National Service-BTN replacement same difference

Opinion  |  S Thayaparan
Published:  |  Modified:

“That’s the duty of the old, to be anxious on behalf of the young. And the duty of the young is to scorn the anxiety of the old.”

― Philip Pullman, ‘The Golden Compass’

COMMENT | Apparently, there is a “specialised programme” for youths in the works to replace the National Service (NS) and National Civics Bureau (BTN) programmes.

Youth and Sports Minister Syed Saddiq Syed Abdul Rahman, who has the uncanny ability to mimic a forward-thinking technocrat on one hand and parrot an old-style alliance politician on the other, is upbeat that these new initiatives would produce “multi-talented” youth leaders.

First of all, you cannot create leaders. You can mould them, fill them with what you think good leaders are made of, but mainly you are creating clones to further ideological agendas.

Genuine leaders are forged when committed people come out of the experience of pursuing causes they think would improve the state of their country and its citizens.

In other words, you can create politicians but no way can you create “leaders".

Do we really need another two government programmes with no objective agendas at a time when the diplomatic corp is being told to tighten their belts?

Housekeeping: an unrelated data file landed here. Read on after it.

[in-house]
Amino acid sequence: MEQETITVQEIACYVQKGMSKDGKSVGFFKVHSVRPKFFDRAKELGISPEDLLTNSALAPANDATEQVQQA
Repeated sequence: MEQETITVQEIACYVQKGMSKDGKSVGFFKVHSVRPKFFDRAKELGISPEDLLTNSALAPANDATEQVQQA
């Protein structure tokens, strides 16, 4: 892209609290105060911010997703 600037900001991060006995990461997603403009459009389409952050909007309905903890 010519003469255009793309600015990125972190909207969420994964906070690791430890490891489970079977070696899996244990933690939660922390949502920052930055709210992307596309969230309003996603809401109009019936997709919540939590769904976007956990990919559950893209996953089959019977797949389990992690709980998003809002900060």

The idea of revamping these programmes is not new. With the BTN course for example, the Harapan regime's position has been disjointed. While some states, including Kelantan, have stopped sending people to this BN-era programme, the political elite of Harapan have always been interested in revamping these programmes.

My stand on this issue is clear – “Do you really trust this new administration to reform this institution? Do you really want your tax ringgit spent on an organisation whose function is to instil a sense of patriotism in the civil service or students or whoever they target?”

Instead of spending money on these new programmes, why not use the funds where it counts?

There is a big divide between rural and urban schools. The quality of education is dependent on a whole host of issues but shouldn’t the youth and sports minister be the vanguard for reforms in the way how young people in this country are educated, and more importantly place an emphasis on achieving some sort of parity in the way how urban and rural young people spend their formative years?

Let us take the issue of sex education, for instance...

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